Further testing and adequate time-testing may also identify specific health conditions, allergies, or related concerns of individuals that may not be qualified to take the vaccine. By fast-tracking the vaccine, the possibility of harm due to allergic reactions, autoimmune reactions, complications with an existing health condition, interactions with certain medications or other related concerns may increase when compared to a longer time frame for trials. In short, tests must prove that the vaccine is safe, which in vaccine time usually requires years rather than months.
Numbers reveal the death rate from COVID resumed to the normal flu death rate in early September 2020. Many scientists now view that the coronavirus pandemic is over. Therefore, a vaccine is no longer needed; it is totally unnecessary and comes with a potential danger. Perhaps the saddest part of this worldwide rush to the vaccine is seeing how little faith people have in their own immune systems. Somehow the powers that should not be have managed to convince the majority of the people that the immune system is just a conspiracy theory, and rather than strengthening our own innate ability to heal and regenerate our bodies, we should give our faith into the hands of pharmaceutical corporations, who profit from sickness.
When we pause for just one moment to marvel the ability of your own skin to heal a wound or a bone to mend itself, we will realize that our bodies have their own bioregulatory intelligence. This organic living intelligence is far beyond the capacities of any nanotechnology or lab-created synthetic concoctions which merely try to mimic nature and its grand design. Our immune system and a healthy biological terrain are our best defense for pathogens and there are several proven ways to keep it active. The mineral zinc is important for numerous immunological enzymes and may be taken daily. Vitamin D3 has been shown to be low or deficient in individuals that develop a serious coronavirus infection. Thus, taking vitamin D3 is preventive and may be taken daily to keep body levels therapeutic. Also, vitamin C has been extensively proven effective for infection protection. Getting fresh air and sunlight, staying active and well hydrated, and enjoying joyous social activities are all helpful in staying well.
Lastly, mRNA vaccines have never been licensed before, and now they are being administered to millions of people with no manufacturer liability. The public has become the testing ground for this new technology. If these coronavirus mRNA vaccines later prove to be harmful to fragile genetic cellular structures, then that cannot be undone. Essentially, we need a much better understanding of their potential side effects, and more evidence of their long-term efficacy. Vaccine development takes time as the vaccines must not only be proven protective but also safe. Unlike other drugs that are delivered into sick patients, vaccines are administered into healthy patients and thus require very high safety margins. There is still a lot of research that should have been done around safety before mRNA vaccines become used on the public. Unfortunately, that is not what is happening now, and consequently this has a potential to turn into a disaster on a massive scale.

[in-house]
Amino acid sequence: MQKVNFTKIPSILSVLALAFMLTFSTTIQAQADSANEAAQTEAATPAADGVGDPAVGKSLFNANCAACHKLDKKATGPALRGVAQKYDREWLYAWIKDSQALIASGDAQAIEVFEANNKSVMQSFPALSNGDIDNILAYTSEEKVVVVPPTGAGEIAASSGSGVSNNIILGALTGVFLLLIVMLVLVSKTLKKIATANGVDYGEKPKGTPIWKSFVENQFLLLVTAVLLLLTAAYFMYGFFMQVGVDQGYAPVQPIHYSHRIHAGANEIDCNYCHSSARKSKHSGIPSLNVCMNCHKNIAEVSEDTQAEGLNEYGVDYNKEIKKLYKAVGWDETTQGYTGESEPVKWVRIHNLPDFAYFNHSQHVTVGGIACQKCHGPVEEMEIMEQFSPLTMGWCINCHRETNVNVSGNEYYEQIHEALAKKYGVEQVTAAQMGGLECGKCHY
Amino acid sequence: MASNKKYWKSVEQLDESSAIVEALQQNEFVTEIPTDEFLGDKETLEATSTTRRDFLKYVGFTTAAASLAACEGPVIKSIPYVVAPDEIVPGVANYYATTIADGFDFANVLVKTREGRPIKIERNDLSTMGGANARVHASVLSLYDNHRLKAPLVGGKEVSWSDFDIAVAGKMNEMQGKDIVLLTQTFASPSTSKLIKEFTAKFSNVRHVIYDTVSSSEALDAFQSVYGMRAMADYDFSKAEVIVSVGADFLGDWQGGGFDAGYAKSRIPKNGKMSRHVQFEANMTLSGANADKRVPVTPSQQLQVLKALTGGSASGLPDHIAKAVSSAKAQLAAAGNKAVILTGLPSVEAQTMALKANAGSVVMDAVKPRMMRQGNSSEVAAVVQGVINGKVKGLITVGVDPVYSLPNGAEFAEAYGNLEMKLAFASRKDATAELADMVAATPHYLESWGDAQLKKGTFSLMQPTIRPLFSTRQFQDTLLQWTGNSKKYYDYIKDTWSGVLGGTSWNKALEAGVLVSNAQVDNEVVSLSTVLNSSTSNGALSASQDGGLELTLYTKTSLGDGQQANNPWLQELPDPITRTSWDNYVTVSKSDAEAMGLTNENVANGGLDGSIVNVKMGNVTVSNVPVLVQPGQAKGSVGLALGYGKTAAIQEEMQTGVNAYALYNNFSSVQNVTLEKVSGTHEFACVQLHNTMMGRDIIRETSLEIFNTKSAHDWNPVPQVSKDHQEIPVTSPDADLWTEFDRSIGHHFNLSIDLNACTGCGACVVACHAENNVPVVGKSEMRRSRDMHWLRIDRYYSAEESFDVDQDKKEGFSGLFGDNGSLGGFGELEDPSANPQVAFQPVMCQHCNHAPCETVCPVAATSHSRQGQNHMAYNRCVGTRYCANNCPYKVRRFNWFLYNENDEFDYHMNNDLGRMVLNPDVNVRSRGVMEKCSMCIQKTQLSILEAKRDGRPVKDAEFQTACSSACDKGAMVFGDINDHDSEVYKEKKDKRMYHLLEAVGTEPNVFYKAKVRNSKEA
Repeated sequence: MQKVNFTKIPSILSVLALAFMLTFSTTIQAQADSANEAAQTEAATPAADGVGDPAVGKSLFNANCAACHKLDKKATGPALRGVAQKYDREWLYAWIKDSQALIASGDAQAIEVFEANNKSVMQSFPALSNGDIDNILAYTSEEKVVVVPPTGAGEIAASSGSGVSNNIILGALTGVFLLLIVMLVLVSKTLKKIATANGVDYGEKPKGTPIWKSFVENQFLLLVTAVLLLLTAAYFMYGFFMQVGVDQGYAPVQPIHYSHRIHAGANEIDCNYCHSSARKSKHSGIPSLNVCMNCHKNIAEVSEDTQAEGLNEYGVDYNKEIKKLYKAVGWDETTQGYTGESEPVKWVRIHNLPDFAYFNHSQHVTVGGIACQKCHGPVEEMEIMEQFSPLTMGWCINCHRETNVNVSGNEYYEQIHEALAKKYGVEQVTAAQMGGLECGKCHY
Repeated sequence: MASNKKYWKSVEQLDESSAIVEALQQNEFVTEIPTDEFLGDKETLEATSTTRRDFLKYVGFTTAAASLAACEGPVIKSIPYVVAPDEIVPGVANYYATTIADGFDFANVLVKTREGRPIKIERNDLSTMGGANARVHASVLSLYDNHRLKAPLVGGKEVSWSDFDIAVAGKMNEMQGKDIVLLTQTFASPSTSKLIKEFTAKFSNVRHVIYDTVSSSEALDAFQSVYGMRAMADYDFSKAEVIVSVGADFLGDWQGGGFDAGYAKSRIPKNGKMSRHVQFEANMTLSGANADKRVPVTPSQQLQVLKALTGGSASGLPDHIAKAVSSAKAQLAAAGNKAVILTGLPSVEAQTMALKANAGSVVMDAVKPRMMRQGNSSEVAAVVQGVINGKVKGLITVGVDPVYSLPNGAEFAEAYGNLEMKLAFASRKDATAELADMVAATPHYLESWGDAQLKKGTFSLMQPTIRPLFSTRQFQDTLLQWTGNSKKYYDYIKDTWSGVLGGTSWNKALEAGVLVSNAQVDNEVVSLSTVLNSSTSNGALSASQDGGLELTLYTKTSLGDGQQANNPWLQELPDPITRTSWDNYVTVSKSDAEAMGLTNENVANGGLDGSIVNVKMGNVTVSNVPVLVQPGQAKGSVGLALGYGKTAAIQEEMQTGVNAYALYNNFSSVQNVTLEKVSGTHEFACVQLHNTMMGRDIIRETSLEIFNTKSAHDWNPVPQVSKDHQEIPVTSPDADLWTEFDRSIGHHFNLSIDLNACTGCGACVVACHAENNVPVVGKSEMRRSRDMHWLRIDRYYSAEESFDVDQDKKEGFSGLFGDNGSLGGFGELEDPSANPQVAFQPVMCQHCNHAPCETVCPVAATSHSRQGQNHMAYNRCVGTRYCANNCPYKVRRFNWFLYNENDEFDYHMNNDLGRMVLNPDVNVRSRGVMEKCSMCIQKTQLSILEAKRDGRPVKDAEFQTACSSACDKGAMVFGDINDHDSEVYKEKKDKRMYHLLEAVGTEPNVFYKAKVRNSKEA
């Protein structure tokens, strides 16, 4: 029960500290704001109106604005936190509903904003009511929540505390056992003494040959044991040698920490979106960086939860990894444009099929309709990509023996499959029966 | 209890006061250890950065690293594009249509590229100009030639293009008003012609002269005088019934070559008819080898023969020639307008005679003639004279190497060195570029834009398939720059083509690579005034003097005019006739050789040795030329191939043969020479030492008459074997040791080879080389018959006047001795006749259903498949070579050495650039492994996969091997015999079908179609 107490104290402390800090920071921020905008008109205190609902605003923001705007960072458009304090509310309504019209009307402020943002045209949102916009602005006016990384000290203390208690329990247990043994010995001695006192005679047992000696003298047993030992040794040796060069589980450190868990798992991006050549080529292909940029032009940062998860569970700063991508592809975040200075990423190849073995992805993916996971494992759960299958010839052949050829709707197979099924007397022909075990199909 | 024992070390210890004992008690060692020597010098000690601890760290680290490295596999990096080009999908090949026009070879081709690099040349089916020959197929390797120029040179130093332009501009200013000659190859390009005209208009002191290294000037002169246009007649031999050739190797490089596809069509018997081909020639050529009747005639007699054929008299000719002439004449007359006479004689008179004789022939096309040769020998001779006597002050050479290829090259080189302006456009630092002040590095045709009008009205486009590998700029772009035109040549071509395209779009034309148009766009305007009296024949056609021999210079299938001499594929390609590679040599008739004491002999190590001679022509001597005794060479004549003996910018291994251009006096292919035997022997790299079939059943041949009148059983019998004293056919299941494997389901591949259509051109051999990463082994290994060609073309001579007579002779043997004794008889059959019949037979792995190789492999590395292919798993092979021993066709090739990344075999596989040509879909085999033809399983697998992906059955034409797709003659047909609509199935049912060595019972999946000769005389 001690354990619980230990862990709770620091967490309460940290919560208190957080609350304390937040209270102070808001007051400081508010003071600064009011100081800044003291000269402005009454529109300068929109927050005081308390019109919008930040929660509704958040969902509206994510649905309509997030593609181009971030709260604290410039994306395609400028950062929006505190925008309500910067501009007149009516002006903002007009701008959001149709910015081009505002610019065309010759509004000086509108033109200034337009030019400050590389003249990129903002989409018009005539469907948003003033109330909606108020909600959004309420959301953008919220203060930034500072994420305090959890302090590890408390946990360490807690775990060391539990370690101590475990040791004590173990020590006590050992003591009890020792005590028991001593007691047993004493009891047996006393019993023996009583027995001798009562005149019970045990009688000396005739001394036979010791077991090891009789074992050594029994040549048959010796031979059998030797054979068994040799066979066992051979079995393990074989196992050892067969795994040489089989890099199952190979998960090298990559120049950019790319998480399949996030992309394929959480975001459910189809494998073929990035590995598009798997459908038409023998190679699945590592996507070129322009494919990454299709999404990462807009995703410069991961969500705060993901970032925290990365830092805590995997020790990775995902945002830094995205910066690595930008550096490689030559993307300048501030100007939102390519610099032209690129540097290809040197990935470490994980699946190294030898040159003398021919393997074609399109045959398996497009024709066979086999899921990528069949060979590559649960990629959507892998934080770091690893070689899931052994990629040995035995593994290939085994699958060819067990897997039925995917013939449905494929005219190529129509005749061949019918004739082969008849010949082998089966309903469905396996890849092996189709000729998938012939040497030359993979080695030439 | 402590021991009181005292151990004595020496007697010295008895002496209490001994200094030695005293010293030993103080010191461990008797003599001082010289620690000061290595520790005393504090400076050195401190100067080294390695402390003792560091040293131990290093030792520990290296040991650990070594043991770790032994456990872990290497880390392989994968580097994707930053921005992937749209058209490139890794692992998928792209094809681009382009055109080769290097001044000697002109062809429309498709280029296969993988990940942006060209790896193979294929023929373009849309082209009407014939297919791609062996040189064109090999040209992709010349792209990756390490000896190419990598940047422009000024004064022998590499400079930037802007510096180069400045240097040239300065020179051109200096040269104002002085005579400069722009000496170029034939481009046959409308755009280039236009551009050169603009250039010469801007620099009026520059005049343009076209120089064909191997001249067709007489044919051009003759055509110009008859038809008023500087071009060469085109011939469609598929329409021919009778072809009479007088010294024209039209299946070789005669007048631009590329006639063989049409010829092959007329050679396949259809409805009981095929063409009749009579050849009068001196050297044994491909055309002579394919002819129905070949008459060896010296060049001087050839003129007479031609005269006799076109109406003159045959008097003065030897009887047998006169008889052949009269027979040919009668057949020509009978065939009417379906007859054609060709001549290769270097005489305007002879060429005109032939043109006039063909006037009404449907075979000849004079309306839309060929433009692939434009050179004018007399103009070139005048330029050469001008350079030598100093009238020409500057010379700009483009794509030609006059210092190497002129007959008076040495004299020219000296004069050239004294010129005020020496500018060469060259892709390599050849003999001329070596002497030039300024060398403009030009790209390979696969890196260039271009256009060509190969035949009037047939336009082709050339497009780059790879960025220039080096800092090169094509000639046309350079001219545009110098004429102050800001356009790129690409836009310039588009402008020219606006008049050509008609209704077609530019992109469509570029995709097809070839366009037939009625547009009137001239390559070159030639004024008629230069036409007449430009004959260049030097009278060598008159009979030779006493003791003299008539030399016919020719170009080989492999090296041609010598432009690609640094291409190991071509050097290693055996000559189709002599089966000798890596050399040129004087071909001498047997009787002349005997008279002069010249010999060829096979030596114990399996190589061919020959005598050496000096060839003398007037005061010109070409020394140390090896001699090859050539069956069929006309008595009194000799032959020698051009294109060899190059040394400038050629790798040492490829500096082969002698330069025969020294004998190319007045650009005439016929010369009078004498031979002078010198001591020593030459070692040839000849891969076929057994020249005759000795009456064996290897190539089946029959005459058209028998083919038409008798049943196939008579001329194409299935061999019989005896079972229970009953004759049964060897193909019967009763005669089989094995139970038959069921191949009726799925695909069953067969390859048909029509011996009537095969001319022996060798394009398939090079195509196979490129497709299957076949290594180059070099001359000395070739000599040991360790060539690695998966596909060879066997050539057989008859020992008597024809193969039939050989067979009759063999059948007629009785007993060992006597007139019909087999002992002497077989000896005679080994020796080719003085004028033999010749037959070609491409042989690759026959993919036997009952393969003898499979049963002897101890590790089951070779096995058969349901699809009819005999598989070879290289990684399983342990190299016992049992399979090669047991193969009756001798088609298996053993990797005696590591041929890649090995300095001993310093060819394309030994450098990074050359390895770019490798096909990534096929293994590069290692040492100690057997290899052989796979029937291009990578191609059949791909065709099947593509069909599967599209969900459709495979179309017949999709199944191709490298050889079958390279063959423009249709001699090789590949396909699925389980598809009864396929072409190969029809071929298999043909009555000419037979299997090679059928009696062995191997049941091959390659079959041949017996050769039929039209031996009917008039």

Vaccine providers are supposed to report adverse events that occur after vaccinations to VAERS but vaccinated persons who experienced the reaction or a family member also can file a report if a health care provider does not do it. According to one government funded study in 2011, fewer than one percent of all vaccine reactions are reported to VAERS. Report vaccine side effects to the FDA/CDC Vaccine Adverse Event Reporting System (VAERS). The VAERS toll-free number is 1-800-822-7967 or report online to https://vaers.hhs.gov/reportevent.html and include ‘Pfizer/BioNTech COVID-19 Vaccine EUA’ in the first line of box #18 of the report form.
Takano, Tomomi, Shinji Yamada, Tomoyoshi Doki, and Tsutomu Hohdatsu. "Pathogenesis of oral type I feline infectious peritonitis virus (FIPV) infection: Antibody-dependent enhancement infection of cats with type I FIPV via the oral route." Journal of Veterinary Medical Science (2019): 18-0702. https://www.jstage.jst.go.jp/article/jvms/advpub/0/advpub_18-0702/_pdf
Czub, Markus, Hana Weingartl, Stefanie Czub, Runtao He, and Jingxin Cao. "Evaluation of modified vaccinia virus Ankara based recombinant SARS vaccine in ferrets." Vaccine 23, no. 17-18 (2005): 2273-2279. https://www.ncbi.nlm.nih.gov/pmc/articles/PMC7115540/